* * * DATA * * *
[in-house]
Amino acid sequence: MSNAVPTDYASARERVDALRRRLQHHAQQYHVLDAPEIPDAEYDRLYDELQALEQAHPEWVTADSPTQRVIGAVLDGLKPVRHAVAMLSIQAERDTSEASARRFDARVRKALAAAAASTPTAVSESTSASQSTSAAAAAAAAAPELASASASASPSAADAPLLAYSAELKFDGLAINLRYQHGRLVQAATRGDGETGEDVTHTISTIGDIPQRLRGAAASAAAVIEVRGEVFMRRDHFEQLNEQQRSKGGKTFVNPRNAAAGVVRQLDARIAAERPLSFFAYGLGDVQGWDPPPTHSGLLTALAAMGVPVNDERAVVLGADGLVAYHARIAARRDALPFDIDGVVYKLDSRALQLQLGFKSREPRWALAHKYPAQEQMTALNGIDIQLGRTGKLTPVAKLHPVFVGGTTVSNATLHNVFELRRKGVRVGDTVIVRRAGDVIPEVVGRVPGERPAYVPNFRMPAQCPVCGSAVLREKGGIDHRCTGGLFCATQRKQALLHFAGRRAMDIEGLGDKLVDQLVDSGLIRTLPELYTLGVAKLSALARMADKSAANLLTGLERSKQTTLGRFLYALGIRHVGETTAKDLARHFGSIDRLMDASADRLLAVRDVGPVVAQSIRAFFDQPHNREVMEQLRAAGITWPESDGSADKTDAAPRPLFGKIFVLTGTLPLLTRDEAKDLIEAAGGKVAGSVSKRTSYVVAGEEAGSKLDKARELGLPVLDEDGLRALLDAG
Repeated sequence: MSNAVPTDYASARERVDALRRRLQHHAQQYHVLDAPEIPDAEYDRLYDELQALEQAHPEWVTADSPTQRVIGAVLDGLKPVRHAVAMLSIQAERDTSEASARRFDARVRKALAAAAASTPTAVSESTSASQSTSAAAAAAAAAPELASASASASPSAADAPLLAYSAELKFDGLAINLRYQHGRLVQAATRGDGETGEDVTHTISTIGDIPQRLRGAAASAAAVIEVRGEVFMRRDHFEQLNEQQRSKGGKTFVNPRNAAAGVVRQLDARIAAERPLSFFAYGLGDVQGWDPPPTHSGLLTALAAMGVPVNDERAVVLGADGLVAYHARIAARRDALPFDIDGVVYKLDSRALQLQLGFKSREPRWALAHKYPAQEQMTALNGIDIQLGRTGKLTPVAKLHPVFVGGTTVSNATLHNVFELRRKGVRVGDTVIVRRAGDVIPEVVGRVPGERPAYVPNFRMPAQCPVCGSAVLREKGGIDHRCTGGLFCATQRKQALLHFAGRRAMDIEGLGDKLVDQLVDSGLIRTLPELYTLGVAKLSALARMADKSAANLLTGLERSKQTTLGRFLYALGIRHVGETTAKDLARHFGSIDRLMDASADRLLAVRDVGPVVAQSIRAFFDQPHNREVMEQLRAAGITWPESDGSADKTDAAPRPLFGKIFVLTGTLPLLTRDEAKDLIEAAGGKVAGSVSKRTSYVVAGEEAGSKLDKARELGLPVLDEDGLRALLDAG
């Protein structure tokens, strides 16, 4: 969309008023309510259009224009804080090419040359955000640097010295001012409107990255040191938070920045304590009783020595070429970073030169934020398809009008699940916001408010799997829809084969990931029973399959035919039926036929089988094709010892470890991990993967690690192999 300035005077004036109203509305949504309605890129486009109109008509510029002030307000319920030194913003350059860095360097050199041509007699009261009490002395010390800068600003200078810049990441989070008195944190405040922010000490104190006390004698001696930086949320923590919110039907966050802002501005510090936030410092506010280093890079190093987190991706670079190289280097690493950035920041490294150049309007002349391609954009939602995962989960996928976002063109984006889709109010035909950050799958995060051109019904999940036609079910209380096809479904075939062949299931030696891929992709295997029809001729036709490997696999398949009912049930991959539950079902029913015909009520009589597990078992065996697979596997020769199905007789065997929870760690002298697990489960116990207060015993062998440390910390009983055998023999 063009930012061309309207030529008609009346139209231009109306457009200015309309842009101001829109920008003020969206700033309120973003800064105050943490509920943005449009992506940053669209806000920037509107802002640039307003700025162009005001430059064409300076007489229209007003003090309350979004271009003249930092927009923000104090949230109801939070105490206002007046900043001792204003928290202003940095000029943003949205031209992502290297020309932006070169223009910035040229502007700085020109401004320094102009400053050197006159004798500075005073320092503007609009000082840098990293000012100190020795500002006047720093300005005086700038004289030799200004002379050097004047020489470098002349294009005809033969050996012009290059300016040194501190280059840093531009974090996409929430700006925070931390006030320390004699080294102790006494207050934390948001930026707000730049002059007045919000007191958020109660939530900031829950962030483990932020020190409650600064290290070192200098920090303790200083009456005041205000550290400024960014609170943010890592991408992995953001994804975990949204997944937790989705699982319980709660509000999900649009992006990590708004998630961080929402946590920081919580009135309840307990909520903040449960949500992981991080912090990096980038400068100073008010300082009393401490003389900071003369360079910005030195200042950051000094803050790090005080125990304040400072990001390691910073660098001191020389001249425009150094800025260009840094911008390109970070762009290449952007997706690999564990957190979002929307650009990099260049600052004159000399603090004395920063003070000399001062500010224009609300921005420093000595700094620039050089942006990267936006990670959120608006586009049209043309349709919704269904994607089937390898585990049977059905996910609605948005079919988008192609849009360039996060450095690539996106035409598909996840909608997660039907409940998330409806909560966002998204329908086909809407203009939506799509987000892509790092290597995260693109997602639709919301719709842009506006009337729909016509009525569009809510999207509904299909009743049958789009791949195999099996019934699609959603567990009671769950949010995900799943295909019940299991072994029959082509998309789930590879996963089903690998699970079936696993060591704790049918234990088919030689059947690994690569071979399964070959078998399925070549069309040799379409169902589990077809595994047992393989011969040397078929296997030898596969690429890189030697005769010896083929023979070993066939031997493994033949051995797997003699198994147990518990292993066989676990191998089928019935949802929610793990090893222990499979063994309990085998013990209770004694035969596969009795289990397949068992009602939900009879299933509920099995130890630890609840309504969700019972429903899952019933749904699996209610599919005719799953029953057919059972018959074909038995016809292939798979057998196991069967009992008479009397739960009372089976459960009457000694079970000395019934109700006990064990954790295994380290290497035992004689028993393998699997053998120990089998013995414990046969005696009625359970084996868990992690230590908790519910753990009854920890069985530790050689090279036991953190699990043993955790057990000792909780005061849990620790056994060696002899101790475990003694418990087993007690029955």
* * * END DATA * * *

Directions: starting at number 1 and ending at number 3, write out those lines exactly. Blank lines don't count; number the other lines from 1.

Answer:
[in-house]
Amino acid sequence: MSNAVPTDYASARERVDALRRRLQHHAQQYHVLDAPEIPDAEYDRLYDELQALEQAHPEWVTADSPTQRVIGAVLDGLKPVRHAVAMLSIQAERDTSEASARRFDARVRKALAAAAASTPTAVSESTSASQSTSAAAAAAAAAPELASASASASPSAADAPLLAYSAELKFDGLAINLRYQHGRLVQAATRGDGETGEDVTHTISTIGDIPQRLRGAAASAAAVIEVRGEVFMRRDHFEQLNEQQRSKGGKTFVNPRNAAAGVVRQLDARIAAERPLSFFAYGLGDVQGWDPPPTHSGLLTALAAMGVPVNDERAVVLGADGLVAYHARIAARRDALPFDIDGVVYKLDSRALQLQLGFKSREPRWALAHKYPAQEQMTALNGIDIQLGRTGKLTPVAKLHPVFVGGTTVSNATLHNVFELRRKGVRVGDTVIVRRAGDVIPEVVGRVPGERPAYVPNFRMPAQCPVCGSAVLREKGGIDHRCTGGLFCATQRKQALLHFAGRRAMDIEGLGDKLVDQLVDSGLIRTLPELYTLGVAKLSALARMADKSAANLLTGLERSKQTTLGRFLYALGIRHVGETTAKDLARHFGSIDRLMDASADRLLAVRDVGPVVAQSIRAFFDQPHNREVMEQLRAAGITWPESDGSADKTDAAPRPLFGKIFVLTGTLPLLTRDEAKDLIEAAGGKVAGSVSKRTSYVVAGEEAGSKLDKARELGLPVLDEDGLRALLDAG
Repeated sequence: MSNAVPTDYASARERVDALRRRLQHHAQQYHVLDAPEIPDAEYDRLYDELQALEQAHPEWVTADSPTQRVIGAVLDGLKPVRHAVAMLSIQAERDTSEASARRFDARVRKALAAAAASTPTAVSESTSASQSTSAAAAAAAAAPELASASASASPSAADAPLLAYSAELKFDGLAINLRYQHGRLVQAATRGDGETGEDVTHTISTIGDIPQRLRGAAASAAAVIEVRGEVFMRRDHFEQLNEQQRSKGGKTFVNPRNAAAGVVRQLDARIAAERPLSFFAYGLGDVQGWDPPPTHSGLLTALAAMGVPVNDERAVVLGADGLVAYHARIAARRDALPFDIDGVVYKLDSRALQLQLGFKSREPRWALAHKYPAQEQMTALNGIDIQLGRTGKLTPVAKLHPVFVGGTTVSNATLHNVFELRRKGVRVGDTVIVRRAGDVIPEVVGRVPGERPAYVPNFRMPAQCPVCGSAVLREKGGIDHRCTGGLFCATQRKQALLHFAGRRAMDIEGLGDKLVDQLVDSGLIRTLPELYTLGVAKLSALARMADKSAANLLTGLERSKQTTLGRFLYALGIRHVGETTAKDLARHFGSIDRLMDASADRLLAVRDVGPVVAQSIRAFFDQPHNREVMEQLRAAGITWPESDGSADKTDAAPRPLFGKIFVLTGTLPLLTRDEAKDLIEAAGGKVAGSVSKRTSYVVAGEEAGSKLDKARELGLPVLDEDGLRALLDAG